72 Alaska Business | September 2018 www.akbizmag.com
profitable in a decade,” according to Minich.
“The challenge now is to continue the upward
momentum and grow in a way that adds value
to shareholders’ equity into the future. We can
achieve this by identifying new opportunities
and harnessing the strength CIRI has
established both internally and with our
In fiscal year 2017, Fairbanks-based Doyon,
Limited achieved its second highest income
in the company’s history, despite Alaska’s
challenging economic conditions. The
corporation, with more than 19,000
shareholders, operates a diverse family of subsidiaries in oil field contracting, government
services, utility management, information
technology, real estate, and resource development. Doyon reported revenue of $290.5
million in 2017, with net income of $28.7
Despite the downturn in oil prices, Doyon
Drilling continues to be an economic engine
for the corporation. Doyon invested in a new
extended-reach drilling rig, Rig 26, which is
under construction in Edmonton, Canada,
and is expected to join Doyon Drilling’s fleet
in 2020. Doyon has also been exploring the Ne-
nana basin for commercial oil and gas potential
and drilled a fourth well, Totchaket #1, in sum-
For the 2017-2018 school year, Doyon
awarded more than 400 scholarships. Doyon
also announced its 38th roustabout training
program for entry-level positions on Doyon’s
rigs. Hundreds of shareholders have graduated
from the program.
Doyon is also a major contributor for the
Morris Thompson Memorial Golf Classic,
which raises nearly $100,000 annually for a
scholarship program in Thompson’s name.
Thompson was an Alaska Native leader and
Doyon head who died in a 2000 plane crash.
Doyon also offers the Daaga’ Awards—grants
to organizations that promote drug- and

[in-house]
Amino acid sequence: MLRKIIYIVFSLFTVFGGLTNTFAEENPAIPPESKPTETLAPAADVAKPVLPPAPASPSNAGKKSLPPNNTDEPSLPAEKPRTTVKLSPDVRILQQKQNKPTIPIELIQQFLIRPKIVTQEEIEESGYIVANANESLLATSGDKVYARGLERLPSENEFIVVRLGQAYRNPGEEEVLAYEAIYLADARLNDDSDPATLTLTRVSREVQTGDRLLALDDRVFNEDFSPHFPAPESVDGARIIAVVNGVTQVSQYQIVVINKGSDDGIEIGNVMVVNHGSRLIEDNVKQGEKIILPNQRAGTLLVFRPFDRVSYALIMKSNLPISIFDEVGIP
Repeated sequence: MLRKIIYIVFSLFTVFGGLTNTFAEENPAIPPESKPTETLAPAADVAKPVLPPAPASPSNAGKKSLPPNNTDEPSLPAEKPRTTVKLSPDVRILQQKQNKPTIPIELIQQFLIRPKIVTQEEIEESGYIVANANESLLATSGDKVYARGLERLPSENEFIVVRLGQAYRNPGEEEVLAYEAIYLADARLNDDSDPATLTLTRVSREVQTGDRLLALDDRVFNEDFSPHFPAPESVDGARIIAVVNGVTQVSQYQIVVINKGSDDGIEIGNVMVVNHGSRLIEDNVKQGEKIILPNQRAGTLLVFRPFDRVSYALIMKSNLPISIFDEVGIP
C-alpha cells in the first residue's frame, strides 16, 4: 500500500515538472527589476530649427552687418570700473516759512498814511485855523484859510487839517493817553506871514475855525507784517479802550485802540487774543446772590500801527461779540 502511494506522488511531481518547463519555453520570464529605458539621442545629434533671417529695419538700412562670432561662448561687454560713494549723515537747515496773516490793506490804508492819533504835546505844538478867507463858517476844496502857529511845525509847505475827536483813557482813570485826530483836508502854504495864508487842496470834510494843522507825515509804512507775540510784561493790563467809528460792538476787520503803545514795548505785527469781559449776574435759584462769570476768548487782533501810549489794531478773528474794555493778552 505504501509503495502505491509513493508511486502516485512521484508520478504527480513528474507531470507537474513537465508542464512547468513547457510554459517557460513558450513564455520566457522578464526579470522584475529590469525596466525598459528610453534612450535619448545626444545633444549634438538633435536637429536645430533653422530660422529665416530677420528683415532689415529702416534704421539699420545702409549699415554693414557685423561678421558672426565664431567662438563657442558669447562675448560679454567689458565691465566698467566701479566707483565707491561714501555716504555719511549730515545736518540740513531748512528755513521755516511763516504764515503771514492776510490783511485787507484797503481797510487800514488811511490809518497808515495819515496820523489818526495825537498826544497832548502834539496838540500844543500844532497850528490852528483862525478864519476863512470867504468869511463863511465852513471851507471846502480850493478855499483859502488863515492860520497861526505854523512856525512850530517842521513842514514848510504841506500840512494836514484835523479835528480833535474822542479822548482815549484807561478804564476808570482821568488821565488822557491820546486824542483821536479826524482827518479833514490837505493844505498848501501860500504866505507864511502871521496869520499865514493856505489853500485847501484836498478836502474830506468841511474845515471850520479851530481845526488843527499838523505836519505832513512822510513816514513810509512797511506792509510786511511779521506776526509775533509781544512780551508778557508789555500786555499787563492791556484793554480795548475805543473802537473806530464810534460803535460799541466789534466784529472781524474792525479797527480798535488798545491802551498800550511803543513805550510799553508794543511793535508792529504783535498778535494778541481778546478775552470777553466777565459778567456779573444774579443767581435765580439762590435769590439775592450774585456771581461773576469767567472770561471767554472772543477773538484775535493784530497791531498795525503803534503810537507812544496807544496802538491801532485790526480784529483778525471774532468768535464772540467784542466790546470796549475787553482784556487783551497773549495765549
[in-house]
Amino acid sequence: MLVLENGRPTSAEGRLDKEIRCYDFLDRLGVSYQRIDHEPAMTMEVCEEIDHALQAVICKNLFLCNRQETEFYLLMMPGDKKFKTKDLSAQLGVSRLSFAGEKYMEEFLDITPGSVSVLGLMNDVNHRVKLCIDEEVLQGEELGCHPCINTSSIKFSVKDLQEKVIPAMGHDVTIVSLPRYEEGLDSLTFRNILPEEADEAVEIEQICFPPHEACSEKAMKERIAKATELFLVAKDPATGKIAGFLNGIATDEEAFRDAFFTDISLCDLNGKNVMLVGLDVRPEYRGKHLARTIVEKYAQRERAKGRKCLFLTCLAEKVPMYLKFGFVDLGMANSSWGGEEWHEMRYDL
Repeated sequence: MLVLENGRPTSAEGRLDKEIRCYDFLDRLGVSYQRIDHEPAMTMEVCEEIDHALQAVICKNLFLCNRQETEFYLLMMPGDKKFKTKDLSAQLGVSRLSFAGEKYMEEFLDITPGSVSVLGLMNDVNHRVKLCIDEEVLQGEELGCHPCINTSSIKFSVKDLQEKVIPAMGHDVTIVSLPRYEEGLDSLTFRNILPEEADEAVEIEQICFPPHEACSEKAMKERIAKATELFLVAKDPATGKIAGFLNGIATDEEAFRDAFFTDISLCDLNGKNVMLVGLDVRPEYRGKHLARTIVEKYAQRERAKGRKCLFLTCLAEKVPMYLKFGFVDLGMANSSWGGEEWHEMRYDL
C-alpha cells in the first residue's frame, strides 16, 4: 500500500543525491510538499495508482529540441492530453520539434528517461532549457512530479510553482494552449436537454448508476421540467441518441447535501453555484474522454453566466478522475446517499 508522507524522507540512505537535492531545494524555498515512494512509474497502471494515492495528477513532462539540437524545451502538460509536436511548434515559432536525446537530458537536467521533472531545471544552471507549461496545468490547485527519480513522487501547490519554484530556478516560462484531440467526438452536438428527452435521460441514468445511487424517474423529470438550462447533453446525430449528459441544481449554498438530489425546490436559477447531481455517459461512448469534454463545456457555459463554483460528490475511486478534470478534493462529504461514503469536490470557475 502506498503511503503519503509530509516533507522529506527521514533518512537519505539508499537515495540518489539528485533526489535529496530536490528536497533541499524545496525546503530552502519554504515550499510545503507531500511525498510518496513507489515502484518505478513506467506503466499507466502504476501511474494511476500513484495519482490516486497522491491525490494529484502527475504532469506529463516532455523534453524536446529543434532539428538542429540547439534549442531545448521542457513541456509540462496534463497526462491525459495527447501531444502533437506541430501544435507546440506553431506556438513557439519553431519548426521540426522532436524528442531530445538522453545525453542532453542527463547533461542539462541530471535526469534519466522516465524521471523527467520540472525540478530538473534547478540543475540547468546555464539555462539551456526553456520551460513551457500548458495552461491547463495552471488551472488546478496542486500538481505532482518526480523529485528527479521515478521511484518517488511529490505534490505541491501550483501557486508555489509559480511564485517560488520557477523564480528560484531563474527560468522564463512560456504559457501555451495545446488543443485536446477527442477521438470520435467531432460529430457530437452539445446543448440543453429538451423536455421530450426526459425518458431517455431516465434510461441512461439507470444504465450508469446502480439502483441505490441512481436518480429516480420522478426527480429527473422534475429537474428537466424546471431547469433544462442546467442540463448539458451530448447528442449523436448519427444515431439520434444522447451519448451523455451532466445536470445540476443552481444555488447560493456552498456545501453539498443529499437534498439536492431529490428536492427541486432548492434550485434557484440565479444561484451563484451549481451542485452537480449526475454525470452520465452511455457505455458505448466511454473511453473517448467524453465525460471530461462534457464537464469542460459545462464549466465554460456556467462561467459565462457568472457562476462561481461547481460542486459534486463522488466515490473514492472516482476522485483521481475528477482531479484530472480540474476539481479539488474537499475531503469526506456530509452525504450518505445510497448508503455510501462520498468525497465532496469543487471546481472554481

alcohol-free events in the Doyon region,
which encompasses 12. 5 million acres in In-
terior Alaska. Doyon also contributes to the
Doyon Foundation’s language revitalization
program, the purpose of which is to develop
a program that will ensure the cultures and
languages of the Doyon region are taught,
documented, and easily accessible.
Kodiak-based Koniag, Inc. continues to build
on its success in the past several years. Koniag, which ended its 2018 fiscal year on March
31, reported total revenue of $267 million
and $271 million for fiscal year 2017, with
pre-tax earnings of $11.7 million and $6.5
Koniag, which has approximately 4,000
shareholders, operates three main business
lines: commercial IT services that are based
in Michigan; government contracting services, based in Chantilly, Virginia; and its
Alaska-based businesses, says Chairman and
Interim CEO Ron Unger.
“We’ve been very much focused and diligent on our organic growth strategy, which
has been growing our businesses in Alaska
and the Lower 48 through adding new clients,
selling more to our current clients, doing good
work, and managing expenses appropriately,”
The majority ( 90 percent) of Koniag’s operating revenue comes from professional services, split between its commercial IT services
and government contracting. The remaining
10 percent is derived from its energy and
water services sector, a Kodiak-based granite
quarry, and tourism operations.
Francisca Demoski, a Bristol Bay Native Corporation shareholder, wears a kuspuk, headdress,
and traditional jewelry of the Bristol Bay region.
Tatiana Ticknor, a Sealaska Corporation shareholder, wears traditional boots; Tlingit, Haida, Unangax,
and Tsimshian people live within the Sealaska region.
© Judy Patrick Photography